Sword-Dancer by Jennifer Roberson

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Summary (from goodreads): He was Tiger, born of the desert winds, raised as a slave and winning his freedom by weaving a special kind of magic with a warrior's skill. Now he was an almost legendary sword-dancer, ready to take on any challenge--if the price was right...or the woman pretty enough.

She was Del, born of ice and storm, trained by the greatest of Northern sword masters. Now, her ritual training completed, and steeped in the special magic of her own runesword, she had come south in search of the young brother stolen five years before.

But even Del could not master all the dangers of the deadly Punja alone. And meeting Del, Tiger could not turn back from the most intriguing challenge he'd ever faced--the challenge of a magical, mysterious sword-dancer of the North.
.~*.*~.~*.*~.~*.*~.~*.*~.~*.*~.~*.*~.

Edition Read: kobo*
Where (else) to buy: google play, amazon*, nook*
Disclaimer:
The book was published in 1986. It is Roberson's counter to the dude-bro fantasy that was churned out at the time.
Bit o Background:
I first read this series somewhere between 2003 and 2005. I remember enjoying the series, but don't remember anything about the plot. I'm going through a (slow) reread because Roberson released a 7th book in 2013 after a 11 year hiatus. I want to read the latest volume, but I need to reread the rest of the series to justify that purchase.

Thoughts:
Reads as if it were published piecemeal in a magazine and put together as a novel later. This is largely due to the repetitive padding. Most of it is dedicated to Del's sword, but also the dangers of the desert, Del's attractiveness, and Tiger's constant ego stroking. Tiger and Del make extremely stupid decisions, fall into trouble, manage to escape certain doom (usually by luck, not skill), and continue on to make more bad decisions. They are surprisingly well-rounded for such a short book and grew on me as more layers were peeled back. They aren't on some grandiose, epic quest to save the world. They just have a singular mission. In and out. One and done. Tiger will get his payment, Del will restore the honor of her family. Win-win.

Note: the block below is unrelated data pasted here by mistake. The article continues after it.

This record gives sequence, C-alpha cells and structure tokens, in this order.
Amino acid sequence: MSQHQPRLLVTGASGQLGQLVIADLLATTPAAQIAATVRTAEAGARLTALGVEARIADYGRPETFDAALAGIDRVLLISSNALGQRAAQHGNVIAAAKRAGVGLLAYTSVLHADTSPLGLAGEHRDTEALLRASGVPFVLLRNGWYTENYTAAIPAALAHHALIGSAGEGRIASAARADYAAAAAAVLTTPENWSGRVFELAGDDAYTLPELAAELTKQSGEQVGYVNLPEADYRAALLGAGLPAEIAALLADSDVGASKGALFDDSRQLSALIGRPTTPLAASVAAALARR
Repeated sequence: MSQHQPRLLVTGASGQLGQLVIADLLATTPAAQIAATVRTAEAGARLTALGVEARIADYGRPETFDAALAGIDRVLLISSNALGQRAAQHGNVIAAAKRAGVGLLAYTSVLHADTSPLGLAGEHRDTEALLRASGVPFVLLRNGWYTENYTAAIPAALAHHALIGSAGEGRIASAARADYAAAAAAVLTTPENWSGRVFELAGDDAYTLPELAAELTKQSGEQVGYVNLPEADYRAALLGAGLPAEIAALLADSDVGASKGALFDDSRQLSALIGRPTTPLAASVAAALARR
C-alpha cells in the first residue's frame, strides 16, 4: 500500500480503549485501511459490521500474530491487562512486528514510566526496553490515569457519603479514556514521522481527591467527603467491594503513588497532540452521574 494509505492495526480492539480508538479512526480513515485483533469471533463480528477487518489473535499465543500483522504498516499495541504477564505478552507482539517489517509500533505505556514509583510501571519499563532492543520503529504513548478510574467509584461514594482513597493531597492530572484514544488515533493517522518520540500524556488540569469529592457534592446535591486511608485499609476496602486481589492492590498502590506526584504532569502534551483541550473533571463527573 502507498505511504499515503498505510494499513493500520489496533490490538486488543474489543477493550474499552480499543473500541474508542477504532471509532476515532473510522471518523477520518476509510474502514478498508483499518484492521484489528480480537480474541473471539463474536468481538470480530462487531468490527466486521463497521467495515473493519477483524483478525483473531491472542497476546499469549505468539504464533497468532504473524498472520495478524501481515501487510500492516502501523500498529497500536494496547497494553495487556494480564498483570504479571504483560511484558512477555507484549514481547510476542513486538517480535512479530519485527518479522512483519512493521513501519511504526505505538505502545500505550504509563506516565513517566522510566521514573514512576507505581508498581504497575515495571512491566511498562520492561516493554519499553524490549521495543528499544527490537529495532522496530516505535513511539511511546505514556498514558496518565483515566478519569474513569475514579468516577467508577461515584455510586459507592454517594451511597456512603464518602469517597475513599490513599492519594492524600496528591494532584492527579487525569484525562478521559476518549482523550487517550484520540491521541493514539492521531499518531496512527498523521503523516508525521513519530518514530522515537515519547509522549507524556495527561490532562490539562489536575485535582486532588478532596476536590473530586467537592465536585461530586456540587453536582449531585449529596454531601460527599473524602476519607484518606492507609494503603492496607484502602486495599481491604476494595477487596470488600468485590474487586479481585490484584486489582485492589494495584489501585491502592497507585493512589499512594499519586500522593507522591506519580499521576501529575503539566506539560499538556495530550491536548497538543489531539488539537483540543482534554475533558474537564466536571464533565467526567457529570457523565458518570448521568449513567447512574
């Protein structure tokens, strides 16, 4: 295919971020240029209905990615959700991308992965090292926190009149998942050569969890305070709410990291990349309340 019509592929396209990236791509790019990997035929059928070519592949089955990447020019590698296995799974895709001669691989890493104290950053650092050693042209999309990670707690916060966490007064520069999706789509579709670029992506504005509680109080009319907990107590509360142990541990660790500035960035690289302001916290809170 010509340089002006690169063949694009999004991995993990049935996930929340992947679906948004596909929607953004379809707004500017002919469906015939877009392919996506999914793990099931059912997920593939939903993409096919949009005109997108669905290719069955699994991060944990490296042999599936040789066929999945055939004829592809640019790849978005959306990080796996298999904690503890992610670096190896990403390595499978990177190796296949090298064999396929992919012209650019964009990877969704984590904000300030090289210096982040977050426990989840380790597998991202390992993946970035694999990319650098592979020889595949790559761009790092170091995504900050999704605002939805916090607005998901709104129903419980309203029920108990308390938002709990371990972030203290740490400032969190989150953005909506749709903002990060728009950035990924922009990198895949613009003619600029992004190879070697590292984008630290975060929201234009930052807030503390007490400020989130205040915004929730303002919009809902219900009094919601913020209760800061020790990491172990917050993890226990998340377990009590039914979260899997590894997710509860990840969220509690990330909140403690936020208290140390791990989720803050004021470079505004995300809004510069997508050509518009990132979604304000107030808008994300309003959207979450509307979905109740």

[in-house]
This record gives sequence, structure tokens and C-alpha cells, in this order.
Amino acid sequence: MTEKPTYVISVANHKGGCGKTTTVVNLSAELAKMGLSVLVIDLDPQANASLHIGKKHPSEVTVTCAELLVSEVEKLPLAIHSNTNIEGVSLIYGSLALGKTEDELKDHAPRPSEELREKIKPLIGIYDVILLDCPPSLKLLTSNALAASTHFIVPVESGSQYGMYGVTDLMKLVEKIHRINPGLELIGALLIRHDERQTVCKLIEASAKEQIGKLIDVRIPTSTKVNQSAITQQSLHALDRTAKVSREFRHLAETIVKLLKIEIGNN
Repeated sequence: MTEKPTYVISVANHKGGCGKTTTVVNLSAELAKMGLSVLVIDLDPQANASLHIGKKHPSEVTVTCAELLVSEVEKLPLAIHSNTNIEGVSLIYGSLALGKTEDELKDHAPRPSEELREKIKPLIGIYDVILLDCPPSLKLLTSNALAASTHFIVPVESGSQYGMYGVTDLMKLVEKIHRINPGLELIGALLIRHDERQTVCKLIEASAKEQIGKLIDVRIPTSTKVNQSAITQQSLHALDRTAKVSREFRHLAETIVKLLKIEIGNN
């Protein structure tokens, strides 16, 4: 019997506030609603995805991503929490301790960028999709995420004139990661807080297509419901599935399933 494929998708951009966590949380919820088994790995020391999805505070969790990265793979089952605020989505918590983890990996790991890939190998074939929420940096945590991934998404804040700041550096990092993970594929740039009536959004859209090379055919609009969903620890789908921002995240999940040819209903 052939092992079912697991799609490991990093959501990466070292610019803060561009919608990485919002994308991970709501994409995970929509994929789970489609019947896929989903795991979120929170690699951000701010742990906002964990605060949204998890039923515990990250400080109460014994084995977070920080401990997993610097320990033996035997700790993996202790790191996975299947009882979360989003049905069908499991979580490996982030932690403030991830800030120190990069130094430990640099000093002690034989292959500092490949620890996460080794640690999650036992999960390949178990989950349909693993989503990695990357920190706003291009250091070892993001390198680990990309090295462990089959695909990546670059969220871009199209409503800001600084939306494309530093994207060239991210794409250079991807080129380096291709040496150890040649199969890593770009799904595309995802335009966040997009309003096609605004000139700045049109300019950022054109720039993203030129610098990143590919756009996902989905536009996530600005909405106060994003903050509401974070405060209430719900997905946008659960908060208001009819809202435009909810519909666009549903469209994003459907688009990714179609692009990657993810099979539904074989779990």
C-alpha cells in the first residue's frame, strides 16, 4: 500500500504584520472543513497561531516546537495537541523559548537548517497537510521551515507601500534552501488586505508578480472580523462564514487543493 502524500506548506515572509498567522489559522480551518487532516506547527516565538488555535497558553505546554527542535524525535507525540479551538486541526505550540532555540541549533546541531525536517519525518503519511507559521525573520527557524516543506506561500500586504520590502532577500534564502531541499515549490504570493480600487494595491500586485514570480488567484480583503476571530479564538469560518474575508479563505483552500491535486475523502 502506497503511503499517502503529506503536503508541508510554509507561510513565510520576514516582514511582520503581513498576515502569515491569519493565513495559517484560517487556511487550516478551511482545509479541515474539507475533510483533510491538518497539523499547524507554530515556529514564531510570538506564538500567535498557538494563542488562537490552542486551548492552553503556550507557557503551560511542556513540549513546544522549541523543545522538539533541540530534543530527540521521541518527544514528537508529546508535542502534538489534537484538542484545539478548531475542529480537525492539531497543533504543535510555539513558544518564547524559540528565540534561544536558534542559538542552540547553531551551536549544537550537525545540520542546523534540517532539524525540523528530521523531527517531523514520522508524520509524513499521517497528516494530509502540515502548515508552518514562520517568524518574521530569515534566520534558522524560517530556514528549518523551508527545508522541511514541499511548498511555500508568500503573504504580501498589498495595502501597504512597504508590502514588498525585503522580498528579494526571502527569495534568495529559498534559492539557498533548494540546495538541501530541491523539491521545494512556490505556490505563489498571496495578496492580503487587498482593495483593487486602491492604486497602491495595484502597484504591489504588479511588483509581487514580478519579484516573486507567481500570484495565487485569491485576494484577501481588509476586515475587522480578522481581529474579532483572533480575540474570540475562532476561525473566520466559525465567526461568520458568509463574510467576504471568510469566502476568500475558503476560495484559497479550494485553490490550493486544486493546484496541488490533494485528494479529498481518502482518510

The result is a fun ride I was able to easily put down after finishing a chapter or two and pick right back up later. (This is helpful for work breaks and dealing with children.)

Verdict:

Breezy read that can be read in chunks. Recommended if you enjoy fantasy and can take the Fair for It's Day approach to combating sexism.

Quibbles:
I forgot what total douche Tiger was. If this was filmed, he'd be played by Vince Vaughn (probably photoshopped onto Dwayne Johnson's body wearing He-man's costume). It is plot relevant, but was still off-putting at times.


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